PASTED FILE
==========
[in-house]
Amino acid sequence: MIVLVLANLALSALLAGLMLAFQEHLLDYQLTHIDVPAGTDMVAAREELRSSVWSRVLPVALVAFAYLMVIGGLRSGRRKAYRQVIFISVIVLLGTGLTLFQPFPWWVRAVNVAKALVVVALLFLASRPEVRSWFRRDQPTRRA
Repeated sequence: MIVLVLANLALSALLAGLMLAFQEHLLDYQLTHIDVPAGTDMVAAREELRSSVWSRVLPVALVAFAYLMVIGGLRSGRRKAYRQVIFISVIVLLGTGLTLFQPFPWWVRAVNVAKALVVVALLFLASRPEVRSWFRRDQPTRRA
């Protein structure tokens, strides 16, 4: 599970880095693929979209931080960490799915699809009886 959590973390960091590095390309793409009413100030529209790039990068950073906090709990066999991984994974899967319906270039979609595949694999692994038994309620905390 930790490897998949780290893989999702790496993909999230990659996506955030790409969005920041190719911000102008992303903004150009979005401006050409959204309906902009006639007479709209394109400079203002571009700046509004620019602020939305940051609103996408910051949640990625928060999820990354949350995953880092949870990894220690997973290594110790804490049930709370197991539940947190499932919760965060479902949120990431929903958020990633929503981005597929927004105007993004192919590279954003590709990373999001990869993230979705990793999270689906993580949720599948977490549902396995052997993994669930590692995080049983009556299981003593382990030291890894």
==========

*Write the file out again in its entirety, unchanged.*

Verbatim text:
[in-house]
Amino acid sequence: MIVLVLANLALSALLAGLMLAFQEHLLDYQLTHIDVPAGTDMVAAREELRSSVWSRVLPVALVAFAYLMVIGGLRSGRRKAYRQVIFISVIVLLGTGLTLFQPFPWWVRAVNVAKALVVVALLFLASRPEVRSWFRRDQPTRRA
Repeated sequence: MIVLVLANLALSALLAGLMLAFQEHLLDYQLTHIDVPAGTDMVAAREELRSSVWSRVLPVALVAFAYLMVIGGLRSGRRKAYRQVIFISVIVLLGTGLTLFQPFPWWVRAVNVAKALVVVALLFLASRPEVRSWFRRDQPTRRA
């Protein structure tokens, strides 16, 4: 599970880095693929979209931080960490799915699809009886 959590973390960091590095390309793409009413100030529209790039990068950073906090709990066999991984994974899967319906270039979609595949694999692994038994309620905390 930790490897998949780290893989999702790496993909999230990659996506955030790409969005920041190719911000102008992303903004150009979005401006050409959204309906902009006639007479709209394109400079203002571009700046509004620019602020939305940051609103996408910051949640990625928060999820990354949350995953880092949870990894220690997973290594110790804490049930709370197991539940947190499932919760965060479902949120990431929903958020990633929503981005597929927004105007993004192919590279954003590709990373999001990869993230979705990793999270689906993580949720599948977490549902396995052997993994669930590692995080049983009556299981003593382990030291890894």